This week: Special guest contribution magic from Ben Peterson of BenPR!
BenPR is an interview series created about people doing creative work with a public or social dimension.
This week: The Amanda Browder Show vs. Tom Friedman. As a sculptor myself, I find his work to be some of the most interesting and innovative of the last 20 years. This is an interview that has been on our wish list for a long time! Yay NYC bureau!
Tom Friedman was born in St. Louis, MO in 1965 and received his B.F.A. at Washington University, St. Louis, MO and his M.F.A. at the University of Illinois at Chicago. Tom Friedman’s art has been exhibited extensively in the United States and internationally. The quirky, and flawlessly executed work tends to defy categorization. While his art is often linked to 1960s Conceptualism and Minimal art, Friedman invents his own visual language through his almost obsessive attentiveness to detail and his striking ability to transform the familiar into the unexpected. He uses common household materials such as aluminum foil, spaghetti, fishing line, hair, Styrofoam, and Play-Doh to create works that rearrange the viewer’s perceptions of the everyday environment. Often humorous and always inventive, Friedman’s work raises questions about the making and seeing of art.
This week: Duncan and Amy Mooney talk to motiroti.
Founded in 1991 by Keith Khan and Ali Zaidi, motiroti brings together artists who are devoted to multidisciplinary exploration and whose work has been presented internationally. The collective investigates how forms of expression circulate among cultures and seeks to foster exchanges among communities in Britain. The collective’s mandate is to reach a diverse audience made up of followers of avant-garde theatre and the general public. motiroti’s approach draws on several art forms. Previous credits include theatre productions and performances, installations, urban interventions and short films.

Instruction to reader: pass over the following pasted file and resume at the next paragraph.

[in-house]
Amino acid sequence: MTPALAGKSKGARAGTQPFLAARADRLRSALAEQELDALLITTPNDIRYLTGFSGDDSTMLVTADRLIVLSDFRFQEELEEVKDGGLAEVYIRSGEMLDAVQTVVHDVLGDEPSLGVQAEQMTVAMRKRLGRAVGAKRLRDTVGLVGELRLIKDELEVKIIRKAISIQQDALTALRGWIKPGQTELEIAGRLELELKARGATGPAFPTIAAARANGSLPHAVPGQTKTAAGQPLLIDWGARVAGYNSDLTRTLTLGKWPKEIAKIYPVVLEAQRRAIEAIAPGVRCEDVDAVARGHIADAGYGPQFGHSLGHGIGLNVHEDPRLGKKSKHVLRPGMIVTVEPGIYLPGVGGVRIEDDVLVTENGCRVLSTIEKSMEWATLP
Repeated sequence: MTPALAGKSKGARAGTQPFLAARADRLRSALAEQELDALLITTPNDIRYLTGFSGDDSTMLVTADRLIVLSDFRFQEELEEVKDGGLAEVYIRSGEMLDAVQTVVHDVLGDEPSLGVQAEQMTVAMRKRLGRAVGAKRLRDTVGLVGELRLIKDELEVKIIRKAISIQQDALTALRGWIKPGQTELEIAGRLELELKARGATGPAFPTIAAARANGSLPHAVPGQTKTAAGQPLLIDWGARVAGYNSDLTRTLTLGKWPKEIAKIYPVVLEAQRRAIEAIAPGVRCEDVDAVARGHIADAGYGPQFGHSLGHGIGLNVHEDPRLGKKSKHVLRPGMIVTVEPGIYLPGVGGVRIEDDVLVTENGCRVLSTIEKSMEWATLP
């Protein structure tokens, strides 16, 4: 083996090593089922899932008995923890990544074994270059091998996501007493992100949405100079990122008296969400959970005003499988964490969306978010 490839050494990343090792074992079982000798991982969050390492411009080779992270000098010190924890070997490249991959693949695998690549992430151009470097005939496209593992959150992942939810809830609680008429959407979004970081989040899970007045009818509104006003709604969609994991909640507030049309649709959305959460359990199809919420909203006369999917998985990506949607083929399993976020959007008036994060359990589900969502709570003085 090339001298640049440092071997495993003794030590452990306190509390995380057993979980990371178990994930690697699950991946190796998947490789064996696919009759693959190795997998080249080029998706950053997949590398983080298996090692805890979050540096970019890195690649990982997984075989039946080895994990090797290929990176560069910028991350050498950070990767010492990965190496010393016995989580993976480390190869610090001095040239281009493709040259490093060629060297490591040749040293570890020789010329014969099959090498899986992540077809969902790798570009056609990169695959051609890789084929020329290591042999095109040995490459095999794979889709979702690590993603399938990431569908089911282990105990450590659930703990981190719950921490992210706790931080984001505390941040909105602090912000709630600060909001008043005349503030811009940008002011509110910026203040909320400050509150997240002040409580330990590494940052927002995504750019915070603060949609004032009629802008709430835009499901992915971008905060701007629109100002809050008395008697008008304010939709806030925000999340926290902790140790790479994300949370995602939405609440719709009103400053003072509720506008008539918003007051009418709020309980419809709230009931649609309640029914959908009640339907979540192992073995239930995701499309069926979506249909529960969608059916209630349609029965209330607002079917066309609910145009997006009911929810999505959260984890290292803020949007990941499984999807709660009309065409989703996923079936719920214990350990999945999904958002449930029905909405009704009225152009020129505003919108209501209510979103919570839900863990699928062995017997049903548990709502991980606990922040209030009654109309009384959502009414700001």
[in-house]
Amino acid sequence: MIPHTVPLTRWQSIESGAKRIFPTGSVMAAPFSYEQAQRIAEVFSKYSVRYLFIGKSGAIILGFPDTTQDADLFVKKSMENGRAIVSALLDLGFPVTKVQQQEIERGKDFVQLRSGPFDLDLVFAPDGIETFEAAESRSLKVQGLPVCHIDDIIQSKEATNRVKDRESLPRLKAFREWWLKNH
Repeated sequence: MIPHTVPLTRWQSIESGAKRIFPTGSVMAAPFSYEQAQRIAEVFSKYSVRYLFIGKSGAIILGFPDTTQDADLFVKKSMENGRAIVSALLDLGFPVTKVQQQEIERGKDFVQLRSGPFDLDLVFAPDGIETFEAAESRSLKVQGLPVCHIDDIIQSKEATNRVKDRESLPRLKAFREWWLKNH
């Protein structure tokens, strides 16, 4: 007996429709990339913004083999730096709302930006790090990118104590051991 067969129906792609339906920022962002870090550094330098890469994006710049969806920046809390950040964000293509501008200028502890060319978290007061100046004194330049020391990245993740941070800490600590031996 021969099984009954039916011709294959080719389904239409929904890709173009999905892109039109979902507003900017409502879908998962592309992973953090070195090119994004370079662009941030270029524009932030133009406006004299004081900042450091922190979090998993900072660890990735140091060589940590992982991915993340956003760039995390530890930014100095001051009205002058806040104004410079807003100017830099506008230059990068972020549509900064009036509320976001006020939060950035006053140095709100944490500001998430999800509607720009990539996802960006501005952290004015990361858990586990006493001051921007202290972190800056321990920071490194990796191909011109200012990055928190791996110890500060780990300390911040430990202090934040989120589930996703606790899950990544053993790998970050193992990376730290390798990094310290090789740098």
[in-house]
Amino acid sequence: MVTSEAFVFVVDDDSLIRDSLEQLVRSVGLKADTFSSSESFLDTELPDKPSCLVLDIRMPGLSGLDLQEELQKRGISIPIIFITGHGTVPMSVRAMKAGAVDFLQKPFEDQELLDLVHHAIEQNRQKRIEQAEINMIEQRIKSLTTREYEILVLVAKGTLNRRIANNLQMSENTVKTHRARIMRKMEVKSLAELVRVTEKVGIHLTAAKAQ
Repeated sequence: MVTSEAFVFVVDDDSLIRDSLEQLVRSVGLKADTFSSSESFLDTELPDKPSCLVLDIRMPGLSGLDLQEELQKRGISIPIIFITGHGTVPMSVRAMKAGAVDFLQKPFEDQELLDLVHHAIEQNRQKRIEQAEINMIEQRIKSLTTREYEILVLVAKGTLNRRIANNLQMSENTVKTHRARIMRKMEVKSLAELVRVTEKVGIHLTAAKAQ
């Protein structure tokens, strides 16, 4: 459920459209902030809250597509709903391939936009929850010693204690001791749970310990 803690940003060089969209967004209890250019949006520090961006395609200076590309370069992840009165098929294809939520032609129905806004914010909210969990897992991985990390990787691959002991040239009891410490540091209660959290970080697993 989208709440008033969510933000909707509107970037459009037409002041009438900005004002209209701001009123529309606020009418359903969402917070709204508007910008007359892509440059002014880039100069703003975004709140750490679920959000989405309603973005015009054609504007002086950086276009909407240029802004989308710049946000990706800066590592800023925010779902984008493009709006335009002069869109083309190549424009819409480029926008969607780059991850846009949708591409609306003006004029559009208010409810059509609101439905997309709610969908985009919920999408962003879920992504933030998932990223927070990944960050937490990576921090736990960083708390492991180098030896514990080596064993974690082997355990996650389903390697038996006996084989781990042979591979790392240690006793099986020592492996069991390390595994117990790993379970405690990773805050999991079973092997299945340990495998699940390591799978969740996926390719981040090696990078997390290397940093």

This week: The west coast bureau keeps on bringing it large! Patricia Maloney talks with the concept engineer and Otolith Group co-founder Kodwo Eshun.
Kodwo Eshun is a British-Ghanaian writer, theorist and film-maker. He studied English Literature (BA Hons, MA Hons) at University College, Oxford University and Romanticism and Modernism MA Hons at Southampton University. He is currently course leader of the MA in Aural and Visual Cultures at Goldsmiths College, University of London.
This week: Philip von Zweck sits down to talk with artist and educator Kelly Kaczynski.
GO CHECK OUT HER SHOW AT THE COLLEGE OF DUPAGE-GAHLBERG GALLERY! I heart the Gahlberg Gallery.
Kelly Kaczynski: Study for Convergence Performance (ice)
Jan.19 to Feb. 25, 2012
Study for Convergence Performance (ice) is the second work in a series that seeks to conflate the artist’s studio as a performative site of production, the space of display as the reception of image, and landscape as site for epic but apathetic metaphor. It uses the devices of the theatrical stage and the green screen; both of which operate as a “non-space” that allows the conflation of multiple contexts or sites. She uses imagery from landscapes that shift in time, such as bodies of water including glacier fields. The title of the piece refers to Robert Smithson’s idea of “the range of convergence between site and non-site” whereas the land from the originating site is placed in the container of the non-site. In Study for Convergence Performance, the site of origin and the sign of site converge as they transpose in a collapse of time.
Kelly Kaczynski is an assistant professor and assistant chair in the Department of Art Theory & Practice at the Weinberg College of Arts and Sciences, Northwestern University. Kelly is a sculptor and installation artist. Her work, while existing in a temporal-spatial platform, is deeply materials based. She received an MFA from Bard College in 2003 and a BA from The Evergreen State College in 1995. She has exhibited with threewalls, Chicago; Hyde Park Art Center, Chicago; University of Buffalo Art Gallery, NY; Rowland Contemporary, Chicago; Triple Candie, NY; the Islip Art Museum, NY; Cristinerose/Josee Bienvenu Gallery, NY; DeCordova Museum, MA; 123 Watts Gallery, NY; and the Boston Center for the Arts, MA. Kaczynski’s work was included in the Boston Drawing Project at Bernard Toale Gallery, Boston. Public installations include projects with the Main Line Art Center, Haverford, Pennsylvania; the Interfaith Center of New York; the Institute for Contemporary Art, Boston and the Boston National Historic Parks; and the Boston Public Library. Kaczynski has taught at the School of the Museum of Fine Arts, Boston, the University of Pennsylvania, the University of Illinois at Chicago, and University of Chicago.